…it means, basically, “hold on to your diapees!”
Let me preface this by saying that there are three basic steps to handling crisis situations when faced with them as a leader of any group of people.
If you are a leader and you notice that a crisis situation might be forming, you subtly and quietly do what you can to handle the situation, being as careful as possible to hide the situation from others. The worst thing that can happen is for others to find out before it’s fully manifested itself, an eventuality that inevitably leads to rumors, misinformation, and others who really want to help, very sincerely, but only end up being a hindrance to your efforts to eliminate said potential crisis situation.
Sometimes, though, eliminating the situation earlier than visibility is impossible, and the crisis manifests itself in such a way that it is very obvious and begins to negatively affect the group. In this instance, you must do the opposite. You must very, very obviously and openly deal with the situation. The group you are leading must be aware that you are doing everything possible to handle the situation in whatever manner available to you. This way, if it isn’t fixed (and sometimes it’s not), they cannot accuse you of not doing everything possible to remove the situation.
If these two routes fail, a good leader looks at the situation, sighs, laughs because crying does absolutely nothing to hold the group together (the leader, save a few exceptions, must always be strong), looks at the group, and says: “Okay, guys! This is a team-building activity.” Basically, if you haven’t purposefully scheduled a team-building activity (like we do for Model UN at UNC Charlotte by employing Venture), and you say a situation has become a team-building activity, it means that nothing you could do worked, and everyone’s in it for the long haul. Together. They’ll hate it, but after it’s over (and time decrees that, eventually, it will be over), they’ll be stronger as a group for having endured it as an entity.
Really, though it sucks while you’re experiencing it, I’ve found in my time as a leader that these situations are the ones that bring everyone together the most.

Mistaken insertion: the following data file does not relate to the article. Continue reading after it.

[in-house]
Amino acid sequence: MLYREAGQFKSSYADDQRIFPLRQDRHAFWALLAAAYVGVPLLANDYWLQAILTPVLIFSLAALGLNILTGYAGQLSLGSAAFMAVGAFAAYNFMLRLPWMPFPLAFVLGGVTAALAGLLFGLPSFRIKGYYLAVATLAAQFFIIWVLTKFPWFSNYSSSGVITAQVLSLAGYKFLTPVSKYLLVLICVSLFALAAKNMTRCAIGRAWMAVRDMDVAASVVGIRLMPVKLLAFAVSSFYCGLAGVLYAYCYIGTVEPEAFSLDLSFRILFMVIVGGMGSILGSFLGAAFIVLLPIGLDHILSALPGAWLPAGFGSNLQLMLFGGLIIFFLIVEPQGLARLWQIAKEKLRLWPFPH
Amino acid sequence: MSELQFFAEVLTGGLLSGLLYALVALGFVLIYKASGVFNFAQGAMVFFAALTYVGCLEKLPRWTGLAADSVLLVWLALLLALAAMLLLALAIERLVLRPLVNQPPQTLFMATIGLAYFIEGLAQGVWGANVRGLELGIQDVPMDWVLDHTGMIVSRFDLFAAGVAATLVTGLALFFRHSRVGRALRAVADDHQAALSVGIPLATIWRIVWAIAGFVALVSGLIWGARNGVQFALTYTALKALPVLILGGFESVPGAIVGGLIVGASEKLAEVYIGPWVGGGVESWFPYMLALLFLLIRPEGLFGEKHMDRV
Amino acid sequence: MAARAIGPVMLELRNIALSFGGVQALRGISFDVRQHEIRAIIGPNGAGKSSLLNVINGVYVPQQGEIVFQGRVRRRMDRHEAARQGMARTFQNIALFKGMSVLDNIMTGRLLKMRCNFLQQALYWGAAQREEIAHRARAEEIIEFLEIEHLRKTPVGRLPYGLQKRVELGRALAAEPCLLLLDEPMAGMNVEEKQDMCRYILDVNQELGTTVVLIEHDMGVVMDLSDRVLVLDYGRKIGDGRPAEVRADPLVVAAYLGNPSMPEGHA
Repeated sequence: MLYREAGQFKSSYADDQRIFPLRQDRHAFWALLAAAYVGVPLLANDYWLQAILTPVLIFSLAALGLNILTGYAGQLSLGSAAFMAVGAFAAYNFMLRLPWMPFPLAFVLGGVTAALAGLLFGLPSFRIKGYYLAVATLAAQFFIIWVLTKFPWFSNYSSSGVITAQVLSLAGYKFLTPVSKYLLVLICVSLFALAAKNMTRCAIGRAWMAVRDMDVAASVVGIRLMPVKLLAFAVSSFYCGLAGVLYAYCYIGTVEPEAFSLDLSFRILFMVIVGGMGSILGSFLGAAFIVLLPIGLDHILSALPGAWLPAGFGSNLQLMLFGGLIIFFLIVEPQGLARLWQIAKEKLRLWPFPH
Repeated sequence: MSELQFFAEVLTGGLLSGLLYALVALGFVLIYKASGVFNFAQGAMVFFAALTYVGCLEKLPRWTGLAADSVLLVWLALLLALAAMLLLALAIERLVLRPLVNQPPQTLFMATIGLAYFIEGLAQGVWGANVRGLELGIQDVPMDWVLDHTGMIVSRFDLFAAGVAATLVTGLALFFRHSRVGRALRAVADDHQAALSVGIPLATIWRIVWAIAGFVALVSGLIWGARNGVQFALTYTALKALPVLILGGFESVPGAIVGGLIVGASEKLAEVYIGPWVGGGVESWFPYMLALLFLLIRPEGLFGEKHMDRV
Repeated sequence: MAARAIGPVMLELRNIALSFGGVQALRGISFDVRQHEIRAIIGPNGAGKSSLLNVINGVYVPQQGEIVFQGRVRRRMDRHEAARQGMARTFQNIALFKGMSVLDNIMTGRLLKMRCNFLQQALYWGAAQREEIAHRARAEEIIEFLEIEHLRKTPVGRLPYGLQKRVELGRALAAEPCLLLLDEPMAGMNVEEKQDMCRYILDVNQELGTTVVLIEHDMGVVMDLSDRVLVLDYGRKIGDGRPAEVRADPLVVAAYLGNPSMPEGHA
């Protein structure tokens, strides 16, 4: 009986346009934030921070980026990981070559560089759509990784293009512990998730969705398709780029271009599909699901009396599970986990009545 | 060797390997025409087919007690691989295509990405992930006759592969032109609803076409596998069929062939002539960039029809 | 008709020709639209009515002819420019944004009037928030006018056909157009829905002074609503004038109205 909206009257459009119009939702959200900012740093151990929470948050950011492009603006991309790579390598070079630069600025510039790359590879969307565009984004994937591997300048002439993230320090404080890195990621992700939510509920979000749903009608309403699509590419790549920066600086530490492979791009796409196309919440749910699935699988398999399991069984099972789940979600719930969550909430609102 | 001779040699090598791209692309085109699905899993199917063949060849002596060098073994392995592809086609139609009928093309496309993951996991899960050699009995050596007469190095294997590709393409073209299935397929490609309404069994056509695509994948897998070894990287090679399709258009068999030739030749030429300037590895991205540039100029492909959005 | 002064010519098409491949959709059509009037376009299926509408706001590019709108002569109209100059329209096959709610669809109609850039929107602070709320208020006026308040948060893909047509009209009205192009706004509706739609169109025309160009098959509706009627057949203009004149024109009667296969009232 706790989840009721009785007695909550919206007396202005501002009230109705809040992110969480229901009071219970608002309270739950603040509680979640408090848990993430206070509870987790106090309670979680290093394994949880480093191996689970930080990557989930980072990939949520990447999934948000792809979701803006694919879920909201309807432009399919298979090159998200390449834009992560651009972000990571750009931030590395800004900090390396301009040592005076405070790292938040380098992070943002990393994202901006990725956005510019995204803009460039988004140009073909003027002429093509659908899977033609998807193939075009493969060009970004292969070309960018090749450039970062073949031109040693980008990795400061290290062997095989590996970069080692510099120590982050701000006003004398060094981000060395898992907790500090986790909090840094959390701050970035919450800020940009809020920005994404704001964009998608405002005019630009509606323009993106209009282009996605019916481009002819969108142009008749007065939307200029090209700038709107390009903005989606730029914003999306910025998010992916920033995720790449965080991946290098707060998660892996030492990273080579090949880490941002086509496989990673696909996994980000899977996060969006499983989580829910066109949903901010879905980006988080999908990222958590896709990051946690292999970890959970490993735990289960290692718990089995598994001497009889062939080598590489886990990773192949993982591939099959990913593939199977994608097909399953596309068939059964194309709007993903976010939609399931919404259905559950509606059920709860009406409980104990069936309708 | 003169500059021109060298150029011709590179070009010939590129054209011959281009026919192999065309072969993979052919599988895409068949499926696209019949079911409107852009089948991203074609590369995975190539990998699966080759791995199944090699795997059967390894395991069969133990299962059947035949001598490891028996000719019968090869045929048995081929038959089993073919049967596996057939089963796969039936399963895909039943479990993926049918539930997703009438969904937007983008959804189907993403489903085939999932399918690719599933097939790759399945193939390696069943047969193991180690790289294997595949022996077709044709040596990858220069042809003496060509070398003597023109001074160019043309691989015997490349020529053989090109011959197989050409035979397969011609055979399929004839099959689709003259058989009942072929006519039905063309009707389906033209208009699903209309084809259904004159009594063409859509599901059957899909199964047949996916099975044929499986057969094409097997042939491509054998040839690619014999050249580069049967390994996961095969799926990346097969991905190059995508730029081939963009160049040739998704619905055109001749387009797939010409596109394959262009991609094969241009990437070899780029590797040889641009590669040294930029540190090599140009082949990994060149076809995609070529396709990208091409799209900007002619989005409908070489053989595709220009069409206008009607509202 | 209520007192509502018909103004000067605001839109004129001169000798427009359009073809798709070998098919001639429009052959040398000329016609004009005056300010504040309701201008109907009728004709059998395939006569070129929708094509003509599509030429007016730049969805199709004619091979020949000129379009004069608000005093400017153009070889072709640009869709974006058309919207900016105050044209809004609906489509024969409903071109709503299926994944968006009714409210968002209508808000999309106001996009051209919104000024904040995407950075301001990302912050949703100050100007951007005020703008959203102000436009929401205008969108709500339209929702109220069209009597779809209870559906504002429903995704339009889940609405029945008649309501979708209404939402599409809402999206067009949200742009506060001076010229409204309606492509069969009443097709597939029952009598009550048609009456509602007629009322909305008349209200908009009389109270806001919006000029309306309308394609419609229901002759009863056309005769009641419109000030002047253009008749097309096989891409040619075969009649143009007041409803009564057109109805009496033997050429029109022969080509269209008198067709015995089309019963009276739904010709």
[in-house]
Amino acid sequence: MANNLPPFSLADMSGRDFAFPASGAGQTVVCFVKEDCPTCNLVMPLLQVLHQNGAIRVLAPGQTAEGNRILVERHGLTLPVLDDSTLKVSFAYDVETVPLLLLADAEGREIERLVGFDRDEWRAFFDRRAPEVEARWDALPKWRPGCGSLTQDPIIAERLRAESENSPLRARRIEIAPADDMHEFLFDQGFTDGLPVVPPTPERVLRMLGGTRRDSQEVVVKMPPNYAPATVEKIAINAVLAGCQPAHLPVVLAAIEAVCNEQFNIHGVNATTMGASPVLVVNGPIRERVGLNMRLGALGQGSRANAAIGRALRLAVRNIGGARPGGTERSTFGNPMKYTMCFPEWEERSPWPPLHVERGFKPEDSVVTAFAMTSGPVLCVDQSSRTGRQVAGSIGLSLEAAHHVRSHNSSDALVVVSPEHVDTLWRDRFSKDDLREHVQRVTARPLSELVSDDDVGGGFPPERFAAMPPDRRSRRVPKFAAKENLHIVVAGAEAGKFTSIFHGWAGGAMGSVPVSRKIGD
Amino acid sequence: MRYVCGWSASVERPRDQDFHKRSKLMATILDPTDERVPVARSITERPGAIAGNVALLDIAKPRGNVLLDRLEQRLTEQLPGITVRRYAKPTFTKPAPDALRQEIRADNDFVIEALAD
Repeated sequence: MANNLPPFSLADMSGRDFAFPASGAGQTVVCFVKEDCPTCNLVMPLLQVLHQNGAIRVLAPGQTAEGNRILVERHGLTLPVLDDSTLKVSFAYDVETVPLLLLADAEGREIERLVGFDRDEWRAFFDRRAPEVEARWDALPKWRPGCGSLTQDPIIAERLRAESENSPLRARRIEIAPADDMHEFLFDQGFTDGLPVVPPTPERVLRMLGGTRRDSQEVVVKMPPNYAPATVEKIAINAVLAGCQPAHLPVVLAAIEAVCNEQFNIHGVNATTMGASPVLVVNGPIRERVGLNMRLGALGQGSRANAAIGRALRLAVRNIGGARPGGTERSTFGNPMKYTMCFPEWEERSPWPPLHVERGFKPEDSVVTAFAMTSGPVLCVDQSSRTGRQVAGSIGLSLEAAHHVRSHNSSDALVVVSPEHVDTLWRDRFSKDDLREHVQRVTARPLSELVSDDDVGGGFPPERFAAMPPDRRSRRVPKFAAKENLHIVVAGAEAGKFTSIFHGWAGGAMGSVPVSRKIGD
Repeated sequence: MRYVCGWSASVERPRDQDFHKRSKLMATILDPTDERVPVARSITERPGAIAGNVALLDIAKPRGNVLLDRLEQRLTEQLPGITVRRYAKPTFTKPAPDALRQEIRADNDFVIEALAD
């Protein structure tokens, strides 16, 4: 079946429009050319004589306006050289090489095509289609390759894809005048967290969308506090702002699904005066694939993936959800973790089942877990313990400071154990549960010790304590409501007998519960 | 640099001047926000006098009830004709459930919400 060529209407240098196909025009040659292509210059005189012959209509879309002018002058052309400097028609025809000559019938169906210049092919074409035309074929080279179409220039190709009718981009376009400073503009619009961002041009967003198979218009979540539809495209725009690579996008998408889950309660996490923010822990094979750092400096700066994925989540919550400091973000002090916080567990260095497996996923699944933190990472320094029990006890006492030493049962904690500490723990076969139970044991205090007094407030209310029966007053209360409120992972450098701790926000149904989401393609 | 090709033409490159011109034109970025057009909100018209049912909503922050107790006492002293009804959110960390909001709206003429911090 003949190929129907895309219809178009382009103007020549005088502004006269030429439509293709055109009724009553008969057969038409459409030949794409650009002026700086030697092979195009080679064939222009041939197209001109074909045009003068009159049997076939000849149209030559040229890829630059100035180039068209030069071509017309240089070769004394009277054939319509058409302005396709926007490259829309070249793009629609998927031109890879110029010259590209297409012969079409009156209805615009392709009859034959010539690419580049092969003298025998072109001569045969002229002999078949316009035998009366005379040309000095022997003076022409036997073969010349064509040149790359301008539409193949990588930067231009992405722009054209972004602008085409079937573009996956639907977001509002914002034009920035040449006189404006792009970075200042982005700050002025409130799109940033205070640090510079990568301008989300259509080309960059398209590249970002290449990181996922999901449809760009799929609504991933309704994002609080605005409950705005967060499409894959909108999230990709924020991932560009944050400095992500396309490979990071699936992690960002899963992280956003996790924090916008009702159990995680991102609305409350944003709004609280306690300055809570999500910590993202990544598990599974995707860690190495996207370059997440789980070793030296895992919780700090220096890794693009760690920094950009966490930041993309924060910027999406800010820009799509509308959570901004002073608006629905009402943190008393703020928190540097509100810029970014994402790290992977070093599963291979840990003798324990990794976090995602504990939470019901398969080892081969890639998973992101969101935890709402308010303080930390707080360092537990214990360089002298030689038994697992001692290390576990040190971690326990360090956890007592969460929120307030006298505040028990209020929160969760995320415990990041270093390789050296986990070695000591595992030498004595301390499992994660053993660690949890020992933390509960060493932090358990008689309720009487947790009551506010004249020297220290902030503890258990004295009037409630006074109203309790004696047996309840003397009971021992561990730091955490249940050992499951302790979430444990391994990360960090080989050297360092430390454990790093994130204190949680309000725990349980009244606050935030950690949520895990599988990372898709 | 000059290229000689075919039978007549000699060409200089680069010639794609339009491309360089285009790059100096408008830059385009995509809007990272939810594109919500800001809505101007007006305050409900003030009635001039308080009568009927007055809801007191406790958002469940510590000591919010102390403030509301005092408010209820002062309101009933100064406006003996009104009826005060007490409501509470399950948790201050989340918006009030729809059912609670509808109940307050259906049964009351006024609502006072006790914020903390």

Anyway, that’s what happened on the trip to Santa Marta and home from Cartagena.
We were on a very tightly-packed bus without AC in 42 degrees Celcius temperature for 26 hours to Santa Marta, a journey littered with stops because one of the three buses continued to break down. The trip home from Cartagena took even longer, spanning 32 hours and one memorable 8-hour span where we didn’t stop to pee, and when we did we were guarded by a man with a gun. Food and water wasn’t always available, either.
Enter a classic “Look, guys, a team-building activity!” moment.
We left after the Germany World Cup Final on Sunday because four of our trainees are German (it was awesome because half of us were supporting Germany, and the other half Argentina; I’ve found that the rule here in Colombia is: always support Colombia. If one cannot support Colombia, always support the remaining Latin American countries. Unless, of course, that Latin American country eliminated Colombia. In that case, never ever even breathe the name of The Country Who Must Not Be Named).
I didn’t take pictures for the first 12 hours of the journey because it was dark. This is the first I got, located at a random stop in the early morning hours (I think around 7:00 am?) of Saturday.
The thing about Colombia is that the sun rises very early and sets very early, always at the same time, and very suddenly. All I remember was finishing reading The Yellow Birds by Kevin Powers at about 3:00 am, falling asleep to our radio blasting Michael Jackson at an ungodly volume (I’ll have an entire post dedicated to our bus driver), and waking up two hours later to the brightest sun and hottest atmosphere I’ve ever encountered.
In true parental fashion, when asked if there would be TVs on the buses, Cristian responded, “The window’s your TV, watch that.” Even though past about 11:00 am everything was obscured by a heat-and-development-induced smog.
This is at about 11:00 am in The Middle of Nowhere, Colombia.
Look how happy our team is!
You can see that The Middle of Nowhere, Colombia, has a booming tourism sector and stunning landscapes.
Such team-building and optimism!
Really, we all needed a little nap.
Such dust. Much dirty. So sweat.
This was circa I-don’t-know-what-time. By this time, every Colombian kept telling us that Santa Marta was only two hours away. Just two hours more! Every five hours.
Bea was totally a fan of the Colombian time system.
This guy was casually rinsing his dentures at a tree and I was amused.
Oh look, another stop! This time, we’re surrounded by some nice road and super hot conditions. I think this was around 4:00 pm on Saturday?
My camera broke halfway through this trip so I don’t have pictures of the ride home, but it was longer and hotter and even more memorable.
Even though the tone of this post is fecetious, though, I wouldn’t have traded those terrible-horrible-no-good-very-bad bus rides for anything in the world. Something about enduring a situation with 30 people from around the world is so bonding. I have so many inside jokes, stories, and memories from this, that I know in five days, five months, five years from now, I’ll always look back on those hours, sweating in a van, so dirty that when I ran my nails through my hair they emerged covered in black grit, and I’ll call Kimi, or Bea, or Sofia, or Ben, or John, or any other person I shared that trip with, and get a laugh like no other.
As a leader and as one who is being led, here’s to the beauty and magic of “team-building activities.”